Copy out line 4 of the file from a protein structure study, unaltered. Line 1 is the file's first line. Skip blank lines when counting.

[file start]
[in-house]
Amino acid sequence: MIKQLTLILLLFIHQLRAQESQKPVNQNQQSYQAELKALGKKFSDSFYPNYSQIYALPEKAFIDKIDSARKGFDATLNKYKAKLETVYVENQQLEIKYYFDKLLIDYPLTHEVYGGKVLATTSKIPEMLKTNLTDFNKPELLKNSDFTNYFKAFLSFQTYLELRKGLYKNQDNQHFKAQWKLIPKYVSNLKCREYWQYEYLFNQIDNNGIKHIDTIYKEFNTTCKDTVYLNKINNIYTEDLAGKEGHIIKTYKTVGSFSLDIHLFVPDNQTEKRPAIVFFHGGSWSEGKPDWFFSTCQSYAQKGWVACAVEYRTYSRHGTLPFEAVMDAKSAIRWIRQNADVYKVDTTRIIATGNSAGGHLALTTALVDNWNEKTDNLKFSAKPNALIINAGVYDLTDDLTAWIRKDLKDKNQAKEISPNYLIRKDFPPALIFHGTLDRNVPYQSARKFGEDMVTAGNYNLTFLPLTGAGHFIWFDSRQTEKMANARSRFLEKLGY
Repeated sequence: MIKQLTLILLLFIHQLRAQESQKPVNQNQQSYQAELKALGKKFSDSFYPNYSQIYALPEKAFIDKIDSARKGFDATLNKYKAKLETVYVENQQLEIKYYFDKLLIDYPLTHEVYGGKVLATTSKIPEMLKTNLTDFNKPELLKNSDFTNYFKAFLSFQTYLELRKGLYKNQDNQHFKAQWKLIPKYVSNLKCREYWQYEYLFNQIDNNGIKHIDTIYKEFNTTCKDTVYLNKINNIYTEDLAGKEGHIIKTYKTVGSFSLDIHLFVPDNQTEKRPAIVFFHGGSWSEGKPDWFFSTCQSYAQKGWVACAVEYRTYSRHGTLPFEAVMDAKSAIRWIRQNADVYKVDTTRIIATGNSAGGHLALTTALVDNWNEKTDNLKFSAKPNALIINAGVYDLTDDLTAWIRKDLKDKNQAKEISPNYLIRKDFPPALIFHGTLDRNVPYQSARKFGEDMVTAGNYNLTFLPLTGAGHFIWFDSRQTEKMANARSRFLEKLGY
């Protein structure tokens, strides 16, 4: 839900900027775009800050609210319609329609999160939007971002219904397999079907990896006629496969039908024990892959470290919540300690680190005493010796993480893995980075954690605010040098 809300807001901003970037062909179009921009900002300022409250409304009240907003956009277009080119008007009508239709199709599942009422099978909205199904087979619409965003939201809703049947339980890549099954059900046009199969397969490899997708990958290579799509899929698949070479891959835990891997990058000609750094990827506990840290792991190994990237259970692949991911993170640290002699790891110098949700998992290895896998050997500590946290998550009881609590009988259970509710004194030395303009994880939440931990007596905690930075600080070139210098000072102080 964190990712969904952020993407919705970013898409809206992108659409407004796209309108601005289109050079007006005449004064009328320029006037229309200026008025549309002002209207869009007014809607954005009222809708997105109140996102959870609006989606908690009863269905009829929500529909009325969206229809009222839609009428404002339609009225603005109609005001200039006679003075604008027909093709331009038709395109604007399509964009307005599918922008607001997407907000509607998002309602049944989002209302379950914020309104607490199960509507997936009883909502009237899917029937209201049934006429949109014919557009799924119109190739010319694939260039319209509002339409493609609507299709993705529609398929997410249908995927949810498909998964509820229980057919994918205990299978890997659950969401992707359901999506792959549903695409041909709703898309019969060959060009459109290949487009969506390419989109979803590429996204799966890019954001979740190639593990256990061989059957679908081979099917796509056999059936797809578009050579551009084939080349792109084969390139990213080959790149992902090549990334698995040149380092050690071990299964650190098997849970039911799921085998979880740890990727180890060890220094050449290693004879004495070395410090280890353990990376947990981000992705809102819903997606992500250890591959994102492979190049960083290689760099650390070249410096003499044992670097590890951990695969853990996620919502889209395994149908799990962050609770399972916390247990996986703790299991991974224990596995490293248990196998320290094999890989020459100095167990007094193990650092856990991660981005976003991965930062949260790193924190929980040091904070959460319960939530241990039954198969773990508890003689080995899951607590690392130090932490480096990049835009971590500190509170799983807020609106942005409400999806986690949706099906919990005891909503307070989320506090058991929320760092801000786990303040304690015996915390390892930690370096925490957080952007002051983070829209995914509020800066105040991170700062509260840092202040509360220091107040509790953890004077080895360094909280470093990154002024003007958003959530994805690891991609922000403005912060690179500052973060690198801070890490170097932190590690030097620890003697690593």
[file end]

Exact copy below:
């Protein structure tokens, strides 16, 4: 839900900027775009800050609210319609329609999160939007971002219904397999079907990896006629496969039908024990892959470290919540300690680190005493010796993480893995980075954690605010040098 809300807001901003970037062909179009921009900002300022409250409304009240907003956009277009080119008007009508239709199709599942009422099978909205199904087979619409965003939201809703049947339980890549099954059900046009199969397969490899997708990958290579799509899929698949070479891959835990891997990058000609750094990827506990840290792991190994990237259970692949991911993170640290002699790891110098949700998992290895896998050997500590946290998550009881609590009988259970509710004194030395303009994880939440931990007596905690930075600080070139210098000072102080 964190990712969904952020993407919705970013898409809206992108659409407004796209309108601005289109050079007006005449004064009328320029006037229309200026008025549309002002209207869009007014809607954005009222809708997105109140996102959870609006989606908690009863269905009829929500529909009325969206229809009222839609009428404002339609009225603005109609005001200039006679003075604008027909093709331009038709395109604007399509964009307005599918922008607001997407907000509607998002309602049944989002209302379950914020309104607490199960509507997936009883909502009237899917029937209201049934006429949109014919557009799924119109190739010319694939260039319209509002339409493609609507299709993705529609398929997410249908995927949810498909998964509820229980057919994918205990299978890997659950969401992707359901999506792959549903695409041909709703898309019969060959060009459109290949487009969506390419989109979803590429996204799966890019954001979740190639593990256990061989059957679908081979099917796509056999059936797809578009050579551009084939080349792109084969390139990213080959790149992902090549990334698995040149380092050690071990299964650190098997849970039911799921085998979880740890990727180890060890220094050449290693004879004495070395410090280890353990990376947990981000992705809102819903997606992500250890591959994102492979190049960083290689760099650390070249410096003499044992670097590890951990695969853990996620919502889209395994149908799990962050609770399972916390247990996986703790299991991974224990596995490293248990196998320290094999890989020459100095167990007094193990650092856990991660981005976003991965930062949260790193924190929980040091904070959460319960939530241990039954198969773990508890003689080995899951607590690392130090932490480096990049835009971590500190509170799983807020609106942005409400999806986690949706099906919990005891909503307070989320506090058991929320760092801000786990303040304690015996915390390892930690370096925490957080952007002051983070829209995914509020800066105040991170700062509260840092202040509360220091107040509790953890004077080895360094909280470093990154002024003007958003959530994805690891991609922000403005912060690179500052973060690198801070890490170097932190590690030097620890003697690593």